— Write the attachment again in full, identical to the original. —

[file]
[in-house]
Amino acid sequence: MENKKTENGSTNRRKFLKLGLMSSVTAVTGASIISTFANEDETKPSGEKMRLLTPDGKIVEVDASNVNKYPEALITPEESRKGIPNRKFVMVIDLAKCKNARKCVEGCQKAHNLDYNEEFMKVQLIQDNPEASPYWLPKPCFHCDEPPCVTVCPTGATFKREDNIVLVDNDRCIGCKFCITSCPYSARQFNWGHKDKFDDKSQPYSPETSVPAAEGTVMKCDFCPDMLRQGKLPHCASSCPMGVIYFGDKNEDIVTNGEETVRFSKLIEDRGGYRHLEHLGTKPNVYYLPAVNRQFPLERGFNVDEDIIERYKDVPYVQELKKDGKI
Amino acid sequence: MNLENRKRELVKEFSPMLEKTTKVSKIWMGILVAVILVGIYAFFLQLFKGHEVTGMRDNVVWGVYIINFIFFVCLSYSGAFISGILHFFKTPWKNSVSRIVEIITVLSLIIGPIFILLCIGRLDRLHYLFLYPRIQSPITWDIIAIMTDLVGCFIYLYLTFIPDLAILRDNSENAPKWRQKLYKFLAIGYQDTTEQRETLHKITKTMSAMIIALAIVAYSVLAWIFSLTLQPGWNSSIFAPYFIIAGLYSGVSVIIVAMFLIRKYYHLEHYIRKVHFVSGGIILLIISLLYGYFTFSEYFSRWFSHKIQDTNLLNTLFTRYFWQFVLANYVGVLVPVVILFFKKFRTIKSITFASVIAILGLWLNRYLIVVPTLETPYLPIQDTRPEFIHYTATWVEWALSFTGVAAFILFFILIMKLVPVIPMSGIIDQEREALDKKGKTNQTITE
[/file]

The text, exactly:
[in-house]
Amino acid sequence: MENKKTENGSTNRRKFLKLGLMSSVTAVTGASIISTFANEDETKPSGEKMRLLTPDGKIVEVDASNVNKYPEALITPEESRKGIPNRKFVMVIDLAKCKNARKCVEGCQKAHNLDYNEEFMKVQLIQDNPEASPYWLPKPCFHCDEPPCVTVCPTGATFKREDNIVLVDNDRCIGCKFCITSCPYSARQFNWGHKDKFDDKSQPYSPETSVPAAEGTVMKCDFCPDMLRQGKLPHCASSCPMGVIYFGDKNEDIVTNGEETVRFSKLIEDRGGYRHLEHLGTKPNVYYLPAVNRQFPLERGFNVDEDIIERYKDVPYVQELKKDGKI
Amino acid sequence: MNLENRKRELVKEFSPMLEKTTKVSKIWMGILVAVILVGIYAFFLQLFKGHEVTGMRDNVVWGVYIINFIFFVCLSYSGAFISGILHFFKTPWKNSVSRIVEIITVLSLIIGPIFILLCIGRLDRLHYLFLYPRIQSPITWDIIAIMTDLVGCFIYLYLTFIPDLAILRDNSENAPKWRQKLYKFLAIGYQDTTEQRETLHKITKTMSAMIIALAIVAYSVLAWIFSLTLQPGWNSSIFAPYFIIAGLYSGVSVIIVAMFLIRKYYHLEHYIRKVHFVSGGIILLIISLLYGYFTFSEYFSRWFSHKIQDTNLLNTLFTRYFWQFVLANYVGVLVPVVILFFKKFRTIKSITFASVIAILGLWLNRYLIVVPTLETPYLPIQDTRPEFIHYTATWVEWALSFTGVAAFILFFILIMKLVPVIPMSGIIDQEREALDKKGKTNQTITE